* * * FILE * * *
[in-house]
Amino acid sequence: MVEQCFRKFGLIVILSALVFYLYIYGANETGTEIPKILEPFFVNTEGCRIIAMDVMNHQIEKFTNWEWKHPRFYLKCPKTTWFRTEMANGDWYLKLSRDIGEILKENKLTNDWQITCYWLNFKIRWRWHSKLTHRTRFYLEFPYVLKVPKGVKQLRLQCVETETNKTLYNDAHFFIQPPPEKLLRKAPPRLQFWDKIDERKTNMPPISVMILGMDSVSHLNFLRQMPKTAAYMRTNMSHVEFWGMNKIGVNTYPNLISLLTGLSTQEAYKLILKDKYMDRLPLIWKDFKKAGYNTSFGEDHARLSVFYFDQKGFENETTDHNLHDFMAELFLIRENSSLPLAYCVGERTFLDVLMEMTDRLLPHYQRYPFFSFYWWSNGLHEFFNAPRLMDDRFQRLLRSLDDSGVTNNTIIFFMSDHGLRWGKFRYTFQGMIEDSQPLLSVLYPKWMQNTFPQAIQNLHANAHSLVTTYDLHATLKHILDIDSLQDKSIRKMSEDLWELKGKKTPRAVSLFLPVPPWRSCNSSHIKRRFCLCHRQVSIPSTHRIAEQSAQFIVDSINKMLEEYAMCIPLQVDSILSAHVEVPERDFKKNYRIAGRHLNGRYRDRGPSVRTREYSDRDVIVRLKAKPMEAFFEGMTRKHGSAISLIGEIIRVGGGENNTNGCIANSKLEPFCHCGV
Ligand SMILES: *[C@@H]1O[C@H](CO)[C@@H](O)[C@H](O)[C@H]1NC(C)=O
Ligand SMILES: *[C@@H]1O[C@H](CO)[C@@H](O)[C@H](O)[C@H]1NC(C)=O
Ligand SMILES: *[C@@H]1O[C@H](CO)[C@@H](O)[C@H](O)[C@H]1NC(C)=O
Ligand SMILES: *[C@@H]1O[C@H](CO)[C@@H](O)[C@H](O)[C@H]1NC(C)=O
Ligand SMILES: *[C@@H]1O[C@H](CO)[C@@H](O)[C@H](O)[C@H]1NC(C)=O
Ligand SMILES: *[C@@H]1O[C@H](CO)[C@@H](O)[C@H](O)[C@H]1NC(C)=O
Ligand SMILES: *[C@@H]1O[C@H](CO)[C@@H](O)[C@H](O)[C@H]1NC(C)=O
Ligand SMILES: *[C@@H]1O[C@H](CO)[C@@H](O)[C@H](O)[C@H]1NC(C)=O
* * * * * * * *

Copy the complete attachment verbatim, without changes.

[in-house]
Amino acid sequence: MVEQCFRKFGLIVILSALVFYLYIYGANETGTEIPKILEPFFVNTEGCRIIAMDVMNHQIEKFTNWEWKHPRFYLKCPKTTWFRTEMANGDWYLKLSRDIGEILKENKLTNDWQITCYWLNFKIRWRWHSKLTHRTRFYLEFPYVLKVPKGVKQLRLQCVETETNKTLYNDAHFFIQPPPEKLLRKAPPRLQFWDKIDERKTNMPPISVMILGMDSVSHLNFLRQMPKTAAYMRTNMSHVEFWGMNKIGVNTYPNLISLLTGLSTQEAYKLILKDKYMDRLPLIWKDFKKAGYNTSFGEDHARLSVFYFDQKGFENETTDHNLHDFMAELFLIRENSSLPLAYCVGERTFLDVLMEMTDRLLPHYQRYPFFSFYWWSNGLHEFFNAPRLMDDRFQRLLRSLDDSGVTNNTIIFFMSDHGLRWGKFRYTFQGMIEDSQPLLSVLYPKWMQNTFPQAIQNLHANAHSLVTTYDLHATLKHILDIDSLQDKSIRKMSEDLWELKGKKTPRAVSLFLPVPPWRSCNSSHIKRRFCLCHRQVSIPSTHRIAEQSAQFIVDSINKMLEEYAMCIPLQVDSILSAHVEVPERDFKKNYRIAGRHLNGRYRDRGPSVRTREYSDRDVIVRLKAKPMEAFFEGMTRKHGSAISLIGEIIRVGGGENNTNGCIANSKLEPFCHCGV
Ligand SMILES: *[C@@H]1O[C@H](CO)[C@@H](O)[C@H](O)[C@H]1NC(C)=O
Ligand SMILES: *[C@@H]1O[C@H](CO)[C@@H](O)[C@H](O)[C@H]1NC(C)=O
Ligand SMILES: *[C@@H]1O[C@H](CO)[C@@H](O)[C@H](O)[C@H]1NC(C)=O
Ligand SMILES: *[C@@H]1O[C@H](CO)[C@@H](O)[C@H](O)[C@H]1NC(C)=O
Ligand SMILES: *[C@@H]1O[C@H](CO)[C@@H](O)[C@H](O)[C@H]1NC(C)=O
Ligand SMILES: *[C@@H]1O[C@H](CO)[C@@H](O)[C@H](O)[C@H]1NC(C)=O
Ligand SMILES: *[C@@H]1O[C@H](CO)[C@@H](O)[C@H](O)[C@H]1NC(C)=O
Ligand SMILES: *[C@@H]1O[C@H](CO)[C@@H](O)[C@H](O)[C@H]1NC(C)=O